Records provided by the city in response to a public-records request show that a single off-duty NOPD officer was working a detail in the Eighth District at the time of the shooting, at Gene’s Po-Boys in the 1000 block of Elysian Fields Avenue, more than a mile away.

The officer “was not involved with the Bourbon Street response,” according to the city records. No off-duty cops were working details in the adjacent First District, across Rampart Street, according to the city’s response.

Bernhardt said bar and shop owners are fed up with the proliferation of shady characters on Bourbon Street. He said the street also needs more police presence during the day.

“It’s built up: The thugs and shoeshine scammers and all of these people that prey on the tourists. They’ve just steadily increased because of a lack of police presence,” he said. “They know they can do whatever they want to do and get away with it. We’ve got to let the bad guys know they don’t have free run of Bourbon Street anymore.”

Police on Friday arrested 20-year-old Trung Le, of Belle Chasse, the alleged first gunman to fire his weapon that morning. Police have given no indication that they are close to an arrest of the other suspected gunman, nor have they identified him.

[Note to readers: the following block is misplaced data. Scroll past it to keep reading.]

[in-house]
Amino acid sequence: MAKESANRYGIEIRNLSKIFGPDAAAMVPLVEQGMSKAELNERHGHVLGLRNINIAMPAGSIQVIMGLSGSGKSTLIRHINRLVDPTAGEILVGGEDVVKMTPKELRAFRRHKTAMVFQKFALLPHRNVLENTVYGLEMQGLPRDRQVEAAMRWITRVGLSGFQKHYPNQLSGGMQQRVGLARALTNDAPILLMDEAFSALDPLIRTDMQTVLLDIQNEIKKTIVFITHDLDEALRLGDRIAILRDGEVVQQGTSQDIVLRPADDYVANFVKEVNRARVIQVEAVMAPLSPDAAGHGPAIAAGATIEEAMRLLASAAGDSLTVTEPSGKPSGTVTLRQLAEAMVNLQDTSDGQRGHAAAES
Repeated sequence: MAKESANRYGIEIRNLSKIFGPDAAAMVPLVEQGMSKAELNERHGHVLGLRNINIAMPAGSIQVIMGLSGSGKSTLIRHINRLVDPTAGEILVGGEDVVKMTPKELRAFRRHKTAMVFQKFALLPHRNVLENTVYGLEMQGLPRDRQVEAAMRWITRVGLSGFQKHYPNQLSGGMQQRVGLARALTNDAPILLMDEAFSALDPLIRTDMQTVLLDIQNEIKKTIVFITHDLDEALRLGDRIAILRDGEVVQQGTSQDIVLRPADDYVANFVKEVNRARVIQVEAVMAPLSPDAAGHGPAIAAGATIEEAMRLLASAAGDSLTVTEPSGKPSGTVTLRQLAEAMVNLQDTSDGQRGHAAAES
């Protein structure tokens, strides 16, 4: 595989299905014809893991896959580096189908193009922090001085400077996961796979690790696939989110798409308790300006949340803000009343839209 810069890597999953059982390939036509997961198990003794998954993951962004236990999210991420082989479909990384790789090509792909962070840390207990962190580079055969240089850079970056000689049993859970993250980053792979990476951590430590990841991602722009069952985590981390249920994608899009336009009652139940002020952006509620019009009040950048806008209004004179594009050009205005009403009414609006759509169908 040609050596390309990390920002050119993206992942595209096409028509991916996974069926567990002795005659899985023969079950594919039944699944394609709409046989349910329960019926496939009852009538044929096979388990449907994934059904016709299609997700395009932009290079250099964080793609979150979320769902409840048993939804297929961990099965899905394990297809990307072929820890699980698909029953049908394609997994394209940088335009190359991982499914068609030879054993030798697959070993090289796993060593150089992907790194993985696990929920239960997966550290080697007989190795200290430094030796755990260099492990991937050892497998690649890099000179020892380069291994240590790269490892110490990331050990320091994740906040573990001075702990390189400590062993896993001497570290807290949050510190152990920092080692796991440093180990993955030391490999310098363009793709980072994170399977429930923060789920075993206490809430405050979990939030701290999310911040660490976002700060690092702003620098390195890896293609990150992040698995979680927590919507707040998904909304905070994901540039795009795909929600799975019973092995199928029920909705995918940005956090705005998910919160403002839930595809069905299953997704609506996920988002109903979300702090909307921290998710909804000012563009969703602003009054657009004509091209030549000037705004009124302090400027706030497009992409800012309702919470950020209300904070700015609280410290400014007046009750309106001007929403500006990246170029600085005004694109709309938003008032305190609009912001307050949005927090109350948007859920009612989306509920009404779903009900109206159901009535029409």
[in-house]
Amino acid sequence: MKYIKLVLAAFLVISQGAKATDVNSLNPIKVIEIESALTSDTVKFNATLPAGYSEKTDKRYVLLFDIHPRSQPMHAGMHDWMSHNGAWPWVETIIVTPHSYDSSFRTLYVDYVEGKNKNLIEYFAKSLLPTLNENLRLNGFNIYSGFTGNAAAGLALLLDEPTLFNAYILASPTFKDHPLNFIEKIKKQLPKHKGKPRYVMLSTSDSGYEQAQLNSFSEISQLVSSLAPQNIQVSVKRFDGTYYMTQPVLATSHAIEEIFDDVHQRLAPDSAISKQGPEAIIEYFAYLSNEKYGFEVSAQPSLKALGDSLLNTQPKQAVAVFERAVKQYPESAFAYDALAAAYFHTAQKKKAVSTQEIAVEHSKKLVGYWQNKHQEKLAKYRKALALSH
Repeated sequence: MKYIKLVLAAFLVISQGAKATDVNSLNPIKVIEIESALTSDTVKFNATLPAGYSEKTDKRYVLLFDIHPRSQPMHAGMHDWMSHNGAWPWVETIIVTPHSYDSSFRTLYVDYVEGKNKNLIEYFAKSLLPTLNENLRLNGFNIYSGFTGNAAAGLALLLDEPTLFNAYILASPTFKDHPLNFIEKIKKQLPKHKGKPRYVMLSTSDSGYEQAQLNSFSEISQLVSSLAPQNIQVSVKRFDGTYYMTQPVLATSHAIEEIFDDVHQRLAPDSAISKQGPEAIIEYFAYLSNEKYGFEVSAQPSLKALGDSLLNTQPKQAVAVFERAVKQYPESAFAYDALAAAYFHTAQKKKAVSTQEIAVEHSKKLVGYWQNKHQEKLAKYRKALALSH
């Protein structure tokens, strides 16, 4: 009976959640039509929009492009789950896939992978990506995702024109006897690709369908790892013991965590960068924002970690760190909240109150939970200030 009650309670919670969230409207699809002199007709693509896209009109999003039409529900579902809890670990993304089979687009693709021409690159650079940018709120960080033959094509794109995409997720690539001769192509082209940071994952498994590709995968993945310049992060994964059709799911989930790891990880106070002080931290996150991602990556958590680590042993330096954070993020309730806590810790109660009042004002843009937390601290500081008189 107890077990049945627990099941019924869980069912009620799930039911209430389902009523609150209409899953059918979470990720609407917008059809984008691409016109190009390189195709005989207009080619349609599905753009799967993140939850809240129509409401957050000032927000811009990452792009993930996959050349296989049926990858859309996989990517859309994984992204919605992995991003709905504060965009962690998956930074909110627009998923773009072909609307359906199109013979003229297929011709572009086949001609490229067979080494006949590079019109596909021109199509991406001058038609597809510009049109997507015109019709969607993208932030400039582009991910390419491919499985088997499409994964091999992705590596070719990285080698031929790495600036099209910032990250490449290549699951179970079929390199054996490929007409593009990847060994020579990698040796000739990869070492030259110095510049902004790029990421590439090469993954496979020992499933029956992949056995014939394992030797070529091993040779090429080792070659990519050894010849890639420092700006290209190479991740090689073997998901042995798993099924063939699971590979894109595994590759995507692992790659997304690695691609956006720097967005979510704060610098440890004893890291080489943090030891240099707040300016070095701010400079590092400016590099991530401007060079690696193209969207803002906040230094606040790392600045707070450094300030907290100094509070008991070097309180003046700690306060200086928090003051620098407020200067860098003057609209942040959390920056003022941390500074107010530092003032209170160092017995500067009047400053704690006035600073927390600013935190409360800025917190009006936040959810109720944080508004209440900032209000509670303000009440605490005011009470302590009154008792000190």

Le was booked on one count of first-degree murder and nine counts of attempted first-degree murder. He was arrested in Mississippi, where he remained Tuesday pending extradition proceedings.

Bernhardt said Mayor Mitch Landrieu met with the group on Monday and that City Councilwoman Nadine Ramsey attended the meeting Tuesday.

A spokesman for Landrieu said the two sides “had a productive discussion about how to collectively get additional resources for public safety for the area, without taking away from neighborhoods across the city. It’s something we will continue to work on in partnership with the business owners, and we look forward to continuing those discussions.”

Ramsey, whose district includes the French Quarter, could not be reached Tuesday.

Follow John Simerman on Twitter, @johnsimerman.